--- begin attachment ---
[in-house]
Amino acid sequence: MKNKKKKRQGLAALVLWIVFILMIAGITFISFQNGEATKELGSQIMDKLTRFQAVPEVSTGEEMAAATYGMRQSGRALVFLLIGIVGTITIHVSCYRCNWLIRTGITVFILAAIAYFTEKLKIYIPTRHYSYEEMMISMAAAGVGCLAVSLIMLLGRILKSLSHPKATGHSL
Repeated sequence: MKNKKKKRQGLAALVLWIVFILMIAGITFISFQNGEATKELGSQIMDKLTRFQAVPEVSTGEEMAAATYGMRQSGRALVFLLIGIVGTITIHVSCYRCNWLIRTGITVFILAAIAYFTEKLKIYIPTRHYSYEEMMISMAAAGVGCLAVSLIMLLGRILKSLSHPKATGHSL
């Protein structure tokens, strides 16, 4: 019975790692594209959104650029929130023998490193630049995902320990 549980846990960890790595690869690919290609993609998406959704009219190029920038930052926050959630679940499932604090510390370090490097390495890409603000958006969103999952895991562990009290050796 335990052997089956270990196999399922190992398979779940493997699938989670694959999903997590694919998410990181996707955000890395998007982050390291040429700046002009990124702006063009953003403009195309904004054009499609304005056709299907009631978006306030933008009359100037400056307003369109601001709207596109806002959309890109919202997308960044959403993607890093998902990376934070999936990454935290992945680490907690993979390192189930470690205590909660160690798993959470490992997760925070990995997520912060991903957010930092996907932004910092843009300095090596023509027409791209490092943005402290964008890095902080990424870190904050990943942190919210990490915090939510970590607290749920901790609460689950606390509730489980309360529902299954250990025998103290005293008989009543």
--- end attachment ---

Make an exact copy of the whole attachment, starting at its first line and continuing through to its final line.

[in-house]
Amino acid sequence: MKNKKKKRQGLAALVLWIVFILMIAGITFISFQNGEATKELGSQIMDKLTRFQAVPEVSTGEEMAAATYGMRQSGRALVFLLIGIVGTITIHVSCYRCNWLIRTGITVFILAAIAYFTEKLKIYIPTRHYSYEEMMISMAAAGVGCLAVSLIMLLGRILKSLSHPKATGHSL
Repeated sequence: MKNKKKKRQGLAALVLWIVFILMIAGITFISFQNGEATKELGSQIMDKLTRFQAVPEVSTGEEMAAATYGMRQSGRALVFLLIGIVGTITIHVSCYRCNWLIRTGITVFILAAIAYFTEKLKIYIPTRHYSYEEMMISMAAAGVGCLAVSLIMLLGRILKSLSHPKATGHSL
């Protein structure tokens, strides 16, 4: 019975790692594209959104650029929130023998490193630049995902320990 549980846990960890790595690869690919290609993609998406959704009219190029920038930052926050959630679940499932604090510390370090490097390495890409603000958006969103999952895991562990009290050796 335990052997089956270990196999399922190992398979779940493997699938989670694959999903997590694919998410990181996707955000890395998007982050390291040429700046002009990124702006063009953003403009195309904004054009499609304005056709299907009631978006306030933008009359100037400056307003369109601001709207596109806002959309890109919202997308960044959403993607890093998902990376934070999936990454935290992945680490907690993979390192189930470690205590909660160690798993959470490992997760925070990995997520912060991903957010930092996907932004910092843009300095090596023509027409791209490092943005402290964008890095902080990424870190904050990943942190919210990490915090939510970590607290749920901790609460689950606390509730489980309360529902299954250990025998103290005293008989009543």